Data can only be interpreted meaningfully in context
The sole viewing of usage data can quickly lose sight of the actual user and his needs. Just because a flow looks good does not mean that the user feels well taken care of. And what he misses, he cannot tell by clicking. That’s why it always makes sense to conduct a short survey or a usability questionnaire in the prototyping phase in order to have the complete package in mind. It is important to see data analysis as a tool of the UX process that is specifically used to answer questions or support assumptions and is cleverly linked to other tools. Only through this linkage can the interpretation of data become meaningful and provide confidence in decisions that have been made or are to be made.
Usage Data Analysis and Continuous UX
Usage data analysis and interpretation becomes much easier and more precise if it takes place in the context of the previously defined scope. This includes the persona (representative user), the user role, the context of use, the goal and task of the user, and the user needs. Often an application is not in the overall “good” or “bad” state, problems often occur in micro-interactions, which in turn can have a major impact on overall performance. To identify these situations, it is helpful to split them into user stories, which are often only seconds long. These are the central element in the Continuous UX process and serve as the basis for defining the desired UX KPIs. Limited by human nature, users can only be in one user story at a time. An entire usage sequence, the so-called user journey, can therefore be considered a simple, non-nested sequence. Multiple user stories can be viewed in context and interruptions in the user journey can be easily identified. Their visualization is easy to understand for people who have no background in data science but are familiar with the usage context, such as product owners or UX designers.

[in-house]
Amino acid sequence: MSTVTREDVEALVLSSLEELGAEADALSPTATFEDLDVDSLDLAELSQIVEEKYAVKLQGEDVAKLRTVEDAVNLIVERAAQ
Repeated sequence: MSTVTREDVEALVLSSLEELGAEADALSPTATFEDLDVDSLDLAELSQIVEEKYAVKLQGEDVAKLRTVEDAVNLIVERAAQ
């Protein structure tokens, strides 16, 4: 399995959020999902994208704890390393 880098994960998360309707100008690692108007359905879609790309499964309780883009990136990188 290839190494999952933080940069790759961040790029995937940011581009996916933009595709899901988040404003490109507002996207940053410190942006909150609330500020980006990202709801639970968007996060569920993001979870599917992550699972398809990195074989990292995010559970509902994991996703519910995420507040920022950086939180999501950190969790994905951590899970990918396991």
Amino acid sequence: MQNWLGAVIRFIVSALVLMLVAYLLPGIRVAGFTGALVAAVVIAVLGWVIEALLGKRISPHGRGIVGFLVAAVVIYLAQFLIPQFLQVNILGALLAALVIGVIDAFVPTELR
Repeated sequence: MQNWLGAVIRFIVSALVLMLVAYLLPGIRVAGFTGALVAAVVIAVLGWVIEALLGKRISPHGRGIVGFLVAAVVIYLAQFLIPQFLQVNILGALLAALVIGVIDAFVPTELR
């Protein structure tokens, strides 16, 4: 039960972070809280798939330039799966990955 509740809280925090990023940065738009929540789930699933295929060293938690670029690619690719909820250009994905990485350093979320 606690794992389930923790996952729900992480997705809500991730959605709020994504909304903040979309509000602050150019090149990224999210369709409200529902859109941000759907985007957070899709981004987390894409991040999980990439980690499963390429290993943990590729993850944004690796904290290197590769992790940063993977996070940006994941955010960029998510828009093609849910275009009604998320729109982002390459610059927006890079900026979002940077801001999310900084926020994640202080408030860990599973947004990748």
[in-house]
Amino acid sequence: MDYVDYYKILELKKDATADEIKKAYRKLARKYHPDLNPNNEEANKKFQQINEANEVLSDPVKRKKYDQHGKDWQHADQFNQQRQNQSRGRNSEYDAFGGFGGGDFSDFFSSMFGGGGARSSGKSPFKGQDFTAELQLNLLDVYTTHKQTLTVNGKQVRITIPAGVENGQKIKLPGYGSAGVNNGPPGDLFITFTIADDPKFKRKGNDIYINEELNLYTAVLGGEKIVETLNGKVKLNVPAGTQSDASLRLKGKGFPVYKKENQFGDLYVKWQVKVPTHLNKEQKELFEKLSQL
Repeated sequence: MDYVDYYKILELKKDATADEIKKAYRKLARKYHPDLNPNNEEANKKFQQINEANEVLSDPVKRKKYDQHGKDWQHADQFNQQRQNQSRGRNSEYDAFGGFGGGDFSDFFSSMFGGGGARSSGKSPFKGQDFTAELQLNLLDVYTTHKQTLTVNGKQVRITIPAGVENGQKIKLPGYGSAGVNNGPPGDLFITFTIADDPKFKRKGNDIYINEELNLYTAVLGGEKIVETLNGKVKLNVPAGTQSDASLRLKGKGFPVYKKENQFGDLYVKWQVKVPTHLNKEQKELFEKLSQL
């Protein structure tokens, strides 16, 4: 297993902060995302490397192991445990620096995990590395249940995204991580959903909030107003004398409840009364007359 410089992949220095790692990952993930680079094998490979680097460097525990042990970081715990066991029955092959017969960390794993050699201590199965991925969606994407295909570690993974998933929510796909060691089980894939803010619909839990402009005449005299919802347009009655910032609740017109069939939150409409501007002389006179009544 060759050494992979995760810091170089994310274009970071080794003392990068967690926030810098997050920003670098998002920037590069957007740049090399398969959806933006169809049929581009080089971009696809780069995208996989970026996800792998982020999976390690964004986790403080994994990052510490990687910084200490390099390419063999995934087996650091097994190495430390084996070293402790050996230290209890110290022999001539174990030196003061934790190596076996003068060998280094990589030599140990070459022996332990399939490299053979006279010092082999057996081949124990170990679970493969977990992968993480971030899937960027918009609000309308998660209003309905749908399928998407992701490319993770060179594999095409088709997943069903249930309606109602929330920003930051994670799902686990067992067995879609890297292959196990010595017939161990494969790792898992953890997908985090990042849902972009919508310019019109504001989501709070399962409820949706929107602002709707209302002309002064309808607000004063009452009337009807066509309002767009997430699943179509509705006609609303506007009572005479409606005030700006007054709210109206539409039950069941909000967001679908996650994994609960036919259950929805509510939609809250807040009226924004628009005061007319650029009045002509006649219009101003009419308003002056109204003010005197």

Overview using the user booklet method
By linking user stories and data in so-called user booklets, product owners are supported in prioritizing different user stories and UX researchers gain more detailed insight into user behavior. At the same time, their insight is much more representative due to the scalability and precision of digital, automated data collection. Patterns that arise across products or user groups can be more easily identified. If similarities are found, design principles for subsequent products can even be derived, which in turn makes life easier for UX designers. In addition, data helps to identify potential bottlenecks in the usage flow more quickly.
Usage data analysis, like all types of data analysis, offers the great advantage of objective findings on the basis of which decisions can be made for the further development process. Quantification or measurability can counteract opinion-based decision making and lead to more rational decisions.